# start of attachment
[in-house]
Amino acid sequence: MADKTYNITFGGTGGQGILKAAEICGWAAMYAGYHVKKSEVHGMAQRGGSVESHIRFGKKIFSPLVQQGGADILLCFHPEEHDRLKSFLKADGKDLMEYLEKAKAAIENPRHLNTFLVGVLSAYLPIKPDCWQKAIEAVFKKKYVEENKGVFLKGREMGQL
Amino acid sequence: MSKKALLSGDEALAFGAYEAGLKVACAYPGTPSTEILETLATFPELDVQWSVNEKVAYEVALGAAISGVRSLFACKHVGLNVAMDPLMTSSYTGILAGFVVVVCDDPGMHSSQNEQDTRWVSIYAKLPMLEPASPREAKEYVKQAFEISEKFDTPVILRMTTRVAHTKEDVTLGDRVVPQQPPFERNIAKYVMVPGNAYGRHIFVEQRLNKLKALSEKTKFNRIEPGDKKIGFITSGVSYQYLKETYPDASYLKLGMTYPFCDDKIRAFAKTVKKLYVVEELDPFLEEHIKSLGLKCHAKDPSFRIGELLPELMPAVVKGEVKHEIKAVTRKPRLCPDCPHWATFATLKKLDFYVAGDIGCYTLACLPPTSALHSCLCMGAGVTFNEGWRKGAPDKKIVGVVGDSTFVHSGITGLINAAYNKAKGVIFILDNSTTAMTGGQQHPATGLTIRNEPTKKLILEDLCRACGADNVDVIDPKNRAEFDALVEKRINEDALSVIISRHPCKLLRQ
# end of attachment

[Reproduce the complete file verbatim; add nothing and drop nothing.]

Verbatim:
[in-house]
Amino acid sequence: MADKTYNITFGGTGGQGILKAAEICGWAAMYAGYHVKKSEVHGMAQRGGSVESHIRFGKKIFSPLVQQGGADILLCFHPEEHDRLKSFLKADGKDLMEYLEKAKAAIENPRHLNTFLVGVLSAYLPIKPDCWQKAIEAVFKKKYVEENKGVFLKGREMGQL
Amino acid sequence: MSKKALLSGDEALAFGAYEAGLKVACAYPGTPSTEILETLATFPELDVQWSVNEKVAYEVALGAAISGVRSLFACKHVGLNVAMDPLMTSSYTGILAGFVVVVCDDPGMHSSQNEQDTRWVSIYAKLPMLEPASPREAKEYVKQAFEISEKFDTPVILRMTTRVAHTKEDVTLGDRVVPQQPPFERNIAKYVMVPGNAYGRHIFVEQRLNKLKALSEKTKFNRIEPGDKKIGFITSGVSYQYLKETYPDASYLKLGMTYPFCDDKIRAFAKTVKKLYVVEELDPFLEEHIKSLGLKCHAKDPSFRIGELLPELMPAVVKGEVKHEIKAVTRKPRLCPDCPHWATFATLKKLDFYVAGDIGCYTLACLPPTSALHSCLCMGAGVTFNEGWRKGAPDKKIVGVVGDSTFVHSGITGLINAAYNKAKGVIFILDNSTTAMTGGQQHPATGLTIRNEPTKKLILEDLCRACGADNVDVIDPKNRAEFDALVEKRINEDALSVIISRHPCKLLRQ